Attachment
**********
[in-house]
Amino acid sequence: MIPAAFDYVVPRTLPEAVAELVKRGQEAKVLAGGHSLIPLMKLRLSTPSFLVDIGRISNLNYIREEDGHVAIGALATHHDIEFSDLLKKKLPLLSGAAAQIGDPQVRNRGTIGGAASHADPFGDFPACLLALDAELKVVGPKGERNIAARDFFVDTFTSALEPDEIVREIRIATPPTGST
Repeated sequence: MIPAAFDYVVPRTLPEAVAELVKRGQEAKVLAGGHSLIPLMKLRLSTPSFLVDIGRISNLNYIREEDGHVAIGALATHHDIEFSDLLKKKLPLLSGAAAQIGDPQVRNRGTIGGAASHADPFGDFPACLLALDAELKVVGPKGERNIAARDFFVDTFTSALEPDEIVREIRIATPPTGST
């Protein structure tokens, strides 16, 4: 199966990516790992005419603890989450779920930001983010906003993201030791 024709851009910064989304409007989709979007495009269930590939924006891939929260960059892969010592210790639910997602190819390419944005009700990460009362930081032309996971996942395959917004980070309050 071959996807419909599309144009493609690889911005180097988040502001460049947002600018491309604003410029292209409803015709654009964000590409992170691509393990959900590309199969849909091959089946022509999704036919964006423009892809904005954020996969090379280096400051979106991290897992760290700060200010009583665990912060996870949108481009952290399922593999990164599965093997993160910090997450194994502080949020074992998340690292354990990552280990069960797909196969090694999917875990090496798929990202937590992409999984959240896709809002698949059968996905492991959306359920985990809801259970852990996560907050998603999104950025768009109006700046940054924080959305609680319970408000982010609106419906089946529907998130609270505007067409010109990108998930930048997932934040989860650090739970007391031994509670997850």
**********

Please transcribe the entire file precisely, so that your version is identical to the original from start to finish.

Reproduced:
[in-house]
Amino acid sequence: MIPAAFDYVVPRTLPEAVAELVKRGQEAKVLAGGHSLIPLMKLRLSTPSFLVDIGRISNLNYIREEDGHVAIGALATHHDIEFSDLLKKKLPLLSGAAAQIGDPQVRNRGTIGGAASHADPFGDFPACLLALDAELKVVGPKGERNIAARDFFVDTFTSALEPDEIVREIRIATPPTGST
Repeated sequence: MIPAAFDYVVPRTLPEAVAELVKRGQEAKVLAGGHSLIPLMKLRLSTPSFLVDIGRISNLNYIREEDGHVAIGALATHHDIEFSDLLKKKLPLLSGAAAQIGDPQVRNRGTIGGAASHADPFGDFPACLLALDAELKVVGPKGERNIAARDFFVDTFTSALEPDEIVREIRIATPPTGST
């Protein structure tokens, strides 16, 4: 199966990516790992005419603890989450779920930001983010906003993201030791 024709851009910064989304409007989709979007495009269930590939924006891939929260960059892969010592210790639910997602190819390419944005009700990460009362930081032309996971996942395959917004980070309050 071959996807419909599309144009493609690889911005180097988040502001460049947002600018491309604003410029292209409803015709654009964000590409992170691509393990959900590309199969849909091959089946022509999704036919964006423009892809904005954020996969090379280096400051979106991290897992760290700060200010009583665990912060996870949108481009952290399922593999990164599965093997993160910090997450194994502080949020074992998340690292354990990552280990069960797909196969090694999917875990090496798929990202937590992409999984959240896709809002698949059968996905492991959306359920985990809801259970852990996560907050998603999104950025768009109006700046940054924080959305609680319970408000982010609106419906089946529907998130609270505007067409010109990108998930930048997932934040989860650090739970007391031994509670997850």